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Pennies into Dollars

Ever take a look into your wallet and wonder where that $20 disappeared to? Balance your checkbook at the end of the month and find you need to make a bigger-than-expected adjustment because of debit card spending you forgot about? We've become the Convenience Nation....everything is at our fingertips, including the means to spend money thoughtlessly on things we don't need or don't feel like waiting for. I found a pretty good article on MSN Money titled "10 little expenses that add up fast" - it brings to the forefront how much cash we throw away a little at a time, not realizing how fast it becomes a budget-breaker. Here are a few of my favorites:

Kind of a no-brainer, but how often do we find the drive-thru calling our name? I am a personal fan of the Dunkin Donuts large hazelnut, milk and one sweet and low. But at $2 a pop, it quickly becomes a budget killer. I only work 4 days a week - but if I were to get just one a day, that's $32 a month - I spend less on groceries some weeks. On the flip side, a container of Folgers that makes about 200 8-oz cups of coffee will run me about $10 when it's not on sale. which works out to a NICKEL a cup. For the same size coffee I get at D&D (20 oz) that's still $0.12 per cup. Even if I get the expensive flavored creamer from the store I'm still saving over $15 a month by brewing at home. Plus I never have to worry about getting "greasy" coffee...you know what I mean!

Public service announcements aside, this is a woefully expensive habit. The national average cost for a pack is at $4.54 right now, so a pack-a-day smoker is shelling out over $200 a month. Quitting smoking isn't just a health benefit, it's a budget benefit in a huge way - and if you're serious about quitting your doctor can probably get you a prescription for the quit-aids (Nicorette, Chantix, smoking cessation programs) so that your insurance copay covers it. And you'll live a lot longer to enjoy your newfound stash of cash too.

Bottled water
Did you know that Evian spelled backwards is "naive"? I'm still convinced it's just some french dude's backyard hose water. Seriously, bottled water is the WORST convenience consumable ever. Most bottled waters are from municipal sources anyway, so other than being chemically "purified" a bit, they aren't much different than your local tap water anyway. And if, like me, you come from a city where the water is fluoridated, it's better for your kids' teeth to give them water from the faucet. The impact on your wallet? Bottled water is between $1.25 and $1.50 for 20 ounces - so just one a day will run you $37.50-$45 a month. But who gets just one? Actual spending is probably a lot closer to $60-75 a month. Even if you buy the pallets of Poland Spring at BJ's, it's still going to run you more than your tap water. If you're attached to a well or your house has old pipes, a Brita filter will clean up the water nicely and still be less expensive.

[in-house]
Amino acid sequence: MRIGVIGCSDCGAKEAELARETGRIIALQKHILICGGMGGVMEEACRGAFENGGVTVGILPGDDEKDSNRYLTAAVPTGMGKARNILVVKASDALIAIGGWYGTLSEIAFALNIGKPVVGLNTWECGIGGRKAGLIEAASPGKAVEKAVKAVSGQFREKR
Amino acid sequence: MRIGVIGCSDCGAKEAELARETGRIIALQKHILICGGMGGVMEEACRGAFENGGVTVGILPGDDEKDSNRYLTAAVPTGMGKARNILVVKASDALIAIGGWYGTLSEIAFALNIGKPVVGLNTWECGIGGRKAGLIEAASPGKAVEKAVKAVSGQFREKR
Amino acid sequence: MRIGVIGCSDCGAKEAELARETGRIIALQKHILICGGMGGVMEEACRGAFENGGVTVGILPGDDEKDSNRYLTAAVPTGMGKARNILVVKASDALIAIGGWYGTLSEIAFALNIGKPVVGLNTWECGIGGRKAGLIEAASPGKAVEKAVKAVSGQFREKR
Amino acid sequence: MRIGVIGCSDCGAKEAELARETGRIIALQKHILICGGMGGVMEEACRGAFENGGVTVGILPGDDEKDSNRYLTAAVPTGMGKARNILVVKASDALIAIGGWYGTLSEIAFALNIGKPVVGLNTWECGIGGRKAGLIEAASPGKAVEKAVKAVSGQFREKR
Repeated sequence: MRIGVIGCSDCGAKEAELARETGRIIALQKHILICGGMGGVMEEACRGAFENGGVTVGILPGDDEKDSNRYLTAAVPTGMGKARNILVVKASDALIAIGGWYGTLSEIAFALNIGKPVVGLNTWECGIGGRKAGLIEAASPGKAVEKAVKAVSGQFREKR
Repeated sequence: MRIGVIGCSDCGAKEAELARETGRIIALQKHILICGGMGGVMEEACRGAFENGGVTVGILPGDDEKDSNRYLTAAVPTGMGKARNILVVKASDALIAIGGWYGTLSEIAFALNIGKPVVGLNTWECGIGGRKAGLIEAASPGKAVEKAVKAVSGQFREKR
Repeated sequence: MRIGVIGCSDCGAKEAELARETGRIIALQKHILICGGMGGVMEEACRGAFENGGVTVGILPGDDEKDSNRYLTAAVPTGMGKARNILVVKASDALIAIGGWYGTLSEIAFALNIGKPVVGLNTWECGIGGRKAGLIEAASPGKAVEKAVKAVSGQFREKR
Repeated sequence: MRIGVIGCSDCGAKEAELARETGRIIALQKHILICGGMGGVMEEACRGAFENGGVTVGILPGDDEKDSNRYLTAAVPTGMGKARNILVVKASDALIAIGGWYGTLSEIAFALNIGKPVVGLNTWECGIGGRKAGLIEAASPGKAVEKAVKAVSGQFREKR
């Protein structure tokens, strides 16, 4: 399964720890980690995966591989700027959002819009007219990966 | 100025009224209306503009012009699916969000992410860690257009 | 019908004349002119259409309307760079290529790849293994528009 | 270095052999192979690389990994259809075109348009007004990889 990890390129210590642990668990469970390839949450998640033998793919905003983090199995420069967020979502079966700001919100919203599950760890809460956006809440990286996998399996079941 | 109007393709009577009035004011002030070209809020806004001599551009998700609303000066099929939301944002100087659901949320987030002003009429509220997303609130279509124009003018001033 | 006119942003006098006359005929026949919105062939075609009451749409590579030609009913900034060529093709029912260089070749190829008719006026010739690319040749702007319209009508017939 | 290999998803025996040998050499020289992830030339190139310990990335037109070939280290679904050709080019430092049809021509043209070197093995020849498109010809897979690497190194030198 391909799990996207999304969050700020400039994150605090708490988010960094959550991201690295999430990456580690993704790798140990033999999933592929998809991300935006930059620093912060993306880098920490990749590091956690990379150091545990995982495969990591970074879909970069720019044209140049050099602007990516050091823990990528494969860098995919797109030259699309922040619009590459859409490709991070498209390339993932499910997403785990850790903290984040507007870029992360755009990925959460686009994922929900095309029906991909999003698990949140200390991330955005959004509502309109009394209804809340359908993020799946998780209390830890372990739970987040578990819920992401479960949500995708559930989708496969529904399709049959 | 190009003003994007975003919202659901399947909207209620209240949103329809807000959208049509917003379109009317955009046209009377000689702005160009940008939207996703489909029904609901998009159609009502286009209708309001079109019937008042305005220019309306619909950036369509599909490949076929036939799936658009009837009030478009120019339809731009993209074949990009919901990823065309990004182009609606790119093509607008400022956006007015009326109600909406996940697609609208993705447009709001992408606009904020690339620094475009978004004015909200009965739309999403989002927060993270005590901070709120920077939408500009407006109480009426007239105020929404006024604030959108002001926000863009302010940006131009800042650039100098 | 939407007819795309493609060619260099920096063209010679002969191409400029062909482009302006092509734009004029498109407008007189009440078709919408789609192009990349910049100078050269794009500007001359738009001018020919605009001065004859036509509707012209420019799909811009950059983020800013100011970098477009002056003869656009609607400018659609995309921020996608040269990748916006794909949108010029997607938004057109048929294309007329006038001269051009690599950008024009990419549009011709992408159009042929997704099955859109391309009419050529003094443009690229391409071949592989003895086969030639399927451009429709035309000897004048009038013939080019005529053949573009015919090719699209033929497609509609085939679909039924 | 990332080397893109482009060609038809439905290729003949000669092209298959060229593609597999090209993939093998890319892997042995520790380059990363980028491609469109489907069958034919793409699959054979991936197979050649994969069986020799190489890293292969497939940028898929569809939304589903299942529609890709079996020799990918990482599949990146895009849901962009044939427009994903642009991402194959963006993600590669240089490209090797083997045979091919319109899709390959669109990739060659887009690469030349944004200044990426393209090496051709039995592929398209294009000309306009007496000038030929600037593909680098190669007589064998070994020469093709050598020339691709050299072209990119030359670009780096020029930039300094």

Weekday lunches out
Forget to pack yourself something for the office? Don't feel like yet ANOTHER ham sandwich and fruit cup? There's not many inexpensive options if you're breaking out the takeout menus at work. After tax (and tip if they deliver) your chinese food is going to run about $6-7 each time. Getting out of the cubicle instead? Plan on at least $10 for a sit-down lunch. Doing that just a couple of times a week will creep towards $80 a month. I make whole dinners for 4 that cost me less than 6 bucks - if sandwiches aren't cutting it anymore, make an extra portion or two of your dinner meal and pre-package for lunch later in the week. Stock up when the frozen dinner entrees are $2 each (yes it does happen). Or if you live close enough, go home for lunch and shop in your fridge. No matter what you choose, more of your money will land in your bank account at the end of the week.

Vending machine snacks
The 3 o'clock munchies....we've all had them. A few hours left in the workday but the body is calling for a little energy boost - and it's the M&Ms, Fritos, Smartfood, or Snickers from the machine in the hall that answers the call. I remember when a couple of quarters could get me a candy bar - but now they will run you between $0.75 and a dollar. Once a day, and it adds up to over $20 a month. My solution? Buy in bulk if you have a pet snack food and invest in 6-oz storage cups and ziploc bags. For a quarter of the cost, you can keep yourself in snackie goodness all month long.

Unused gym memberships
How long ago did you sign the auto-withdrawal form, and when is the last time you were there more than twice in a month? Regular gym users get their money's worth, but if you find yourself with an ever-growing list of reasons not to go, cancel it. Most gyms will offer "day" passes for about 10 bucks, so unless you are going at least once a week you will actually save money by NOT having a membership. Or take the truly frugal route - put on your sneakers and take a nice walk, run, or bike ride. If you want to build muscle, invest in some basic freeweights and find a corner of the basement to turn into a small home gym. It's not the fancy equipment that makes you fit (otherwise the Bowflex company would get a Nobel Prize) - it's the effort you put in. If Jack LaLane could do it without the help of Work Out World, so can you.

Little steps to save money add up fast - almost $300 a month with just these few tips. It might require a little more work on your part, but your own time and effort doesn't cost you a penny...and saves a LOT of dollars.

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